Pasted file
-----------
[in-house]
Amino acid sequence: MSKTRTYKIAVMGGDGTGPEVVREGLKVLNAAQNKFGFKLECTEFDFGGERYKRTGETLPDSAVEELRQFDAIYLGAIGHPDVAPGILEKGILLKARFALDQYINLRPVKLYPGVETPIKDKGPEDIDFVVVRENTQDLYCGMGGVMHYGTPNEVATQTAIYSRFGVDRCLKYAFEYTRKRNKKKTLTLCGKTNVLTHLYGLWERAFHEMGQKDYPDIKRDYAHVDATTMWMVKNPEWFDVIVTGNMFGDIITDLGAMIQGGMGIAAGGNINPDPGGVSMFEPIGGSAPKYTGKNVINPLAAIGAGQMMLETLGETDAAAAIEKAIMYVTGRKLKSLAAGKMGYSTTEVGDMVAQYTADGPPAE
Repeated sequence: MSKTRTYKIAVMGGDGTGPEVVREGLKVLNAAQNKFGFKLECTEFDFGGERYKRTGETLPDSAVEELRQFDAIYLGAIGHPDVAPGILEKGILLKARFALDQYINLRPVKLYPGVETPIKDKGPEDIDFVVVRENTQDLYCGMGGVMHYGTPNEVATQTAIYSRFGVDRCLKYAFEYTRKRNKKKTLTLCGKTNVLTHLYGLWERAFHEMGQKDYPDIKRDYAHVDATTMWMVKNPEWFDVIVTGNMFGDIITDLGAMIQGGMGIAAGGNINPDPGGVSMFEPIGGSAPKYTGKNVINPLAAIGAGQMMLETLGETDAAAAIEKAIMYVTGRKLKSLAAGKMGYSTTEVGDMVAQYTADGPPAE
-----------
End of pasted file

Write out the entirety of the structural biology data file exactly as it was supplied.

[in-house]
Amino acid sequence: MSKTRTYKIAVMGGDGTGPEVVREGLKVLNAAQNKFGFKLECTEFDFGGERYKRTGETLPDSAVEELRQFDAIYLGAIGHPDVAPGILEKGILLKARFALDQYINLRPVKLYPGVETPIKDKGPEDIDFVVVRENTQDLYCGMGGVMHYGTPNEVATQTAIYSRFGVDRCLKYAFEYTRKRNKKKTLTLCGKTNVLTHLYGLWERAFHEMGQKDYPDIKRDYAHVDATTMWMVKNPEWFDVIVTGNMFGDIITDLGAMIQGGMGIAAGGNINPDPGGVSMFEPIGGSAPKYTGKNVINPLAAIGAGQMMLETLGETDAAAAIEKAIMYVTGRKLKSLAAGKMGYSTTEVGDMVAQYTADGPPAE
Repeated sequence: MSKTRTYKIAVMGGDGTGPEVVREGLKVLNAAQNKFGFKLECTEFDFGGERYKRTGETLPDSAVEELRQFDAIYLGAIGHPDVAPGILEKGILLKARFALDQYINLRPVKLYPGVETPIKDKGPEDIDFVVVRENTQDLYCGMGGVMHYGTPNEVATQTAIYSRFGVDRCLKYAFEYTRKRNKKKTLTLCGKTNVLTHLYGLWERAFHEMGQKDYPDIKRDYAHVDATTMWMVKNPEWFDVIVTGNMFGDIITDLGAMIQGGMGIAAGGNINPDPGGVSMFEPIGGSAPKYTGKNVINPLAAIGAGQMMLETLGETDAAAAIEKAIMYVTGRKLKSLAAGKMGYSTTEVGDMVAQYTADGPPAE